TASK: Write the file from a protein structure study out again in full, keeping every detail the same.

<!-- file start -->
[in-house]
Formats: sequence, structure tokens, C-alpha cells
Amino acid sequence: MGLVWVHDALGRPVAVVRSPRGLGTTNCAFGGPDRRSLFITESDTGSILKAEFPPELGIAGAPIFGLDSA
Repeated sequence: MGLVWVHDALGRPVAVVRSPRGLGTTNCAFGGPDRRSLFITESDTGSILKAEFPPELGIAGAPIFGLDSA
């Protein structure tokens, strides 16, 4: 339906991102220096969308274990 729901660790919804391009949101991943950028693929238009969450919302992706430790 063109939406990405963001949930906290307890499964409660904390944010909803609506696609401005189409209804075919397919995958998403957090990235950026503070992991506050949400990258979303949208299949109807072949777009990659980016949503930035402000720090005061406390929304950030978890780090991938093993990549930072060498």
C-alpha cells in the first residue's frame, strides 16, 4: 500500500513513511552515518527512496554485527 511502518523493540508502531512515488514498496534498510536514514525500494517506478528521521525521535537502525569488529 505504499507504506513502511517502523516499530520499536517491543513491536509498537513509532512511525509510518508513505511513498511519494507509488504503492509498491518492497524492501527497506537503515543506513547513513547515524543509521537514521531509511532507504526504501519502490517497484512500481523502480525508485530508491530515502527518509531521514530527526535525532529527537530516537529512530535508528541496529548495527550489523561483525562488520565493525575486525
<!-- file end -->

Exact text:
[in-house]
Formats: sequence, structure tokens, C-alpha cells
Amino acid sequence: MGLVWVHDALGRPVAVVRSPRGLGTTNCAFGGPDRRSLFITESDTGSILKAEFPPELGIAGAPIFGLDSA
Repeated sequence: MGLVWVHDALGRPVAVVRSPRGLGTTNCAFGGPDRRSLFITESDTGSILKAEFPPELGIAGAPIFGLDSA
């Protein structure tokens, strides 16, 4: 339906991102220096969308274990 729901660790919804391009949101991943950028693929238009969450919302992706430790 063109939406990405963001949930906290307890499964409660904390944010909803609506696609401005189409209804075919397919995958998403957090990235950026503070992991506050949400990258979303949208299949109807072949777009990659980016949503930035402000720090005061406390929304950030978890780090991938093993990549930072060498």
C-alpha cells in the first residue's frame, strides 16, 4: 500500500513513511552515518527512496554485527 511502518523493540508502531512515488514498496534498510536514514525500494517506478528521521525521535537502525569488529 505504499507504506513502511517502523516499530520499536517491543513491536509498537513509532512511525509510518508513505511513498511519494507509488504503492509498491518492497524492501527497506537503515543506513547513513547515524543509521537514521531509511532507504526504501519502490517497484512500481523502480525508485530508491530515502527518509531521514530527526535525532529527537530516537529512530535508528541496529548495527550489523561483525562488520565493525575486525